IT’S not every day that you discover you’re related to a genius who has made the world laugh for the last 100 years.
But that’s been the extremely pleasant experience of 88-year-old Jean Hewitt from Dawlish since she discovered the great Charlie Chaplin was her cousin.
Family investigations have revealed her dim and distant connection with the cheeky chap and his swinging stick.
Biographies of the great clown are vague about his origins, but delving by Jean’s family into their ancestry suggests he may have been born in a gipsy caravan at a well-established Romany site in Smethwick, Birmingham, known as The Black Patch.
Most accounts reveal that Chaplin, who died aged 88 in Switzerland in 1977, started his life in poverty-stricken Walworth in south east London. His birth certificate has never been found.
It’s thought his parents may have left Birmingham for the capital when he was aged just two. Details of his more ‘exotic’ past first started to emerge in 2011 in a letter found hidden and locked away in Chaplin’s Swiss home.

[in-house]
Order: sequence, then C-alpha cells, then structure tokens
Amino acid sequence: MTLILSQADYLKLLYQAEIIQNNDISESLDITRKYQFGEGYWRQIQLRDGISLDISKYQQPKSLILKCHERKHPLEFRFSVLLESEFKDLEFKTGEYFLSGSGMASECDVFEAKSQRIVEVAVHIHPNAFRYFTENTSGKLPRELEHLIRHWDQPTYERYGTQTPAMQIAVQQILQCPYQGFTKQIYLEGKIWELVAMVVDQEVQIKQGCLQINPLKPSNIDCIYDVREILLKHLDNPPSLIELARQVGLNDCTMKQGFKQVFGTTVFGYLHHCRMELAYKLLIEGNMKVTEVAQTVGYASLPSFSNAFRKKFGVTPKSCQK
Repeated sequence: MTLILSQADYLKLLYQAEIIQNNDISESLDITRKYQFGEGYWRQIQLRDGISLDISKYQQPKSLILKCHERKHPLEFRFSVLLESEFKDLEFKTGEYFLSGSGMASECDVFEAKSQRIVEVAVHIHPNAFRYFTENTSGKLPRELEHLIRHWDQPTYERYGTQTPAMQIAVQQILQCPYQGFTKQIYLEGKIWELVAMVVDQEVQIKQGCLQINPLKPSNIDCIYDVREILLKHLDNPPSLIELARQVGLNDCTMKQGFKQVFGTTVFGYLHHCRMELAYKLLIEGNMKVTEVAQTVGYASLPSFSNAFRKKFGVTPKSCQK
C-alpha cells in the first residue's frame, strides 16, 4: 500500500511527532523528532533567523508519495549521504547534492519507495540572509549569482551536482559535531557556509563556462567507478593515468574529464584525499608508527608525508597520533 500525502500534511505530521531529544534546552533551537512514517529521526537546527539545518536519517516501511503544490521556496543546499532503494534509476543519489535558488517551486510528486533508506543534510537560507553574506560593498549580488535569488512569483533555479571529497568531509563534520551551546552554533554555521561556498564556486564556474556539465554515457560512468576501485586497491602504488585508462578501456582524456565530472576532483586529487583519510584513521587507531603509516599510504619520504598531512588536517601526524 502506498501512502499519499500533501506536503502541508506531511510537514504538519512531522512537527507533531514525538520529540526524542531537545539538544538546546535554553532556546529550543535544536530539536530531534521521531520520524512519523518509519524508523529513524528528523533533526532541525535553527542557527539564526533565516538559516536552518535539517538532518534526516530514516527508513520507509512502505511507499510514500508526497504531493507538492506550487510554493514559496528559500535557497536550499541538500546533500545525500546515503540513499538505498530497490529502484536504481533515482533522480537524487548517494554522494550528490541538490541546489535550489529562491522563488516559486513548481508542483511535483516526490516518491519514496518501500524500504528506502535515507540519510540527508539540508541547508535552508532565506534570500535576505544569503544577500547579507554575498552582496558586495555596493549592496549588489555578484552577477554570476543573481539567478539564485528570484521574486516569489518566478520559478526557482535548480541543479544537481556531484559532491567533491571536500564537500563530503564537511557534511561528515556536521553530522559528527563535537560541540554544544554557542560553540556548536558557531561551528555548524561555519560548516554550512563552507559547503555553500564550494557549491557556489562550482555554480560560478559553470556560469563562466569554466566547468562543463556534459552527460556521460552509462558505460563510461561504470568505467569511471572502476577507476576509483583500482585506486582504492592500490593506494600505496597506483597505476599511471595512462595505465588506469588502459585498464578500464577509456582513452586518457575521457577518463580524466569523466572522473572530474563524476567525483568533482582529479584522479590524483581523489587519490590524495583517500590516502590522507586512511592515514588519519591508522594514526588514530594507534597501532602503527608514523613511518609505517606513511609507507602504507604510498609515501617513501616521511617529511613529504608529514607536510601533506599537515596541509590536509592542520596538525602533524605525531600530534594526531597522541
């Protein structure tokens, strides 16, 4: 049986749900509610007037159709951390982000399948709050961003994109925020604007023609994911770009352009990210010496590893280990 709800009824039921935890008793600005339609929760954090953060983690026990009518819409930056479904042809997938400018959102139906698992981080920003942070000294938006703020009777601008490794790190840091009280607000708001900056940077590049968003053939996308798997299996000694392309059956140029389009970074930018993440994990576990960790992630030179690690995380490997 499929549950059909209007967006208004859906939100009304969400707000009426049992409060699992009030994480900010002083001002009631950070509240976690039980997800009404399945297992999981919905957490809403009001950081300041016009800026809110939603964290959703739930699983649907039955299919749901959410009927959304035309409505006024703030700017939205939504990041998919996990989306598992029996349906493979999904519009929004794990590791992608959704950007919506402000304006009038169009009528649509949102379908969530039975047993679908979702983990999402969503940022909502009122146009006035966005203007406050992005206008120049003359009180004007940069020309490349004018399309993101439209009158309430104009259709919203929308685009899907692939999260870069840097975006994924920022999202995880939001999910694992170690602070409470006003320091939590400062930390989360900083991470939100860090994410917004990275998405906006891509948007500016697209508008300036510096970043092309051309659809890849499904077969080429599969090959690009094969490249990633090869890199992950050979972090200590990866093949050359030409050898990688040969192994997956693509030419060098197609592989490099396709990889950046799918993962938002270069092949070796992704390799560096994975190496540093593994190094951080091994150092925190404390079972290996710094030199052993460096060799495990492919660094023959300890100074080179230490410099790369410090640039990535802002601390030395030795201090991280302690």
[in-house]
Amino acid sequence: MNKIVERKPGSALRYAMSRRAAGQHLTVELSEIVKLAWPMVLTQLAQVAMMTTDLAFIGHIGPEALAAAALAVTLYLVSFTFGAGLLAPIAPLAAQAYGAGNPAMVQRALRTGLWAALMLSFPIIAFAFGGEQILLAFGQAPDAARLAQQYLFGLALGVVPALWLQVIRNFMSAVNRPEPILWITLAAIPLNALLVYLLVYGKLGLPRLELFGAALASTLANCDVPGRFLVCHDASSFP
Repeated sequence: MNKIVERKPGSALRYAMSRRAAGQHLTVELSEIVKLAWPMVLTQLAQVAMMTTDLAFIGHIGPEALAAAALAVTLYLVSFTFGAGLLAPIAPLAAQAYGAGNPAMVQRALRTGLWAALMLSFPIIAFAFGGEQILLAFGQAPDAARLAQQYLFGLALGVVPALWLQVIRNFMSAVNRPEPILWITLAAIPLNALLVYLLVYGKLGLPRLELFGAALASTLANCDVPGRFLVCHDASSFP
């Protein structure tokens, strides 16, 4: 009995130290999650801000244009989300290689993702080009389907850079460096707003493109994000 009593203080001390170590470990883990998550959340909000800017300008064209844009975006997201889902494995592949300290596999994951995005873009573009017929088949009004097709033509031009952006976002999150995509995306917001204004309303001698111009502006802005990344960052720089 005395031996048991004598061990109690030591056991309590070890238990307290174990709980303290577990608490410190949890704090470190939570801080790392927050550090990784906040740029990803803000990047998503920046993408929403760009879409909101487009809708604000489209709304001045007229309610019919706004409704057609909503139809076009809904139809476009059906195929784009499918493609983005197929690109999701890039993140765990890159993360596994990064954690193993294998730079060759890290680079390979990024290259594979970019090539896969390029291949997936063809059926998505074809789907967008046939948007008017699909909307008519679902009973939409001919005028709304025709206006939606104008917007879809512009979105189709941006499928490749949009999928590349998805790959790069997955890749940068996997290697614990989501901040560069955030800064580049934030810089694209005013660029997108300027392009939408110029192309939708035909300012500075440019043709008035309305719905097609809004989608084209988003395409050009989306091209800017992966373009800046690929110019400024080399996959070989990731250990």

Both Jean’s family and Chaplin’s have a link to the King and Queen of the Gipsies at the turn of the last century.
Widow Jean, who lives in Brunel Court, recently attended a family reunion garden party which included Chaplin’s 71-year-old actor son Michael, who featured in the opening scene of his dad’s famous 1952 movie, Limelight.
‘He was lovely. He’s a bit like his dad,’ said Jean who revealed that Limelight was her favourite Chaplin film.
She admits she is thrilled with her blood link to one of the funniest men who ever lived.
‘I think it’s just lovely. It did come as a shock, but a good one. Charlie Chaplin was so clever. The gipsy connection is really something,’ said Jean who moved from the Midlands to Dawlish in the mid ’90s.
She added that her mother never knew of the family’s famous tie to the legendary figure of Hollywood.
‘Well, she never mentioned it,’ said Jean.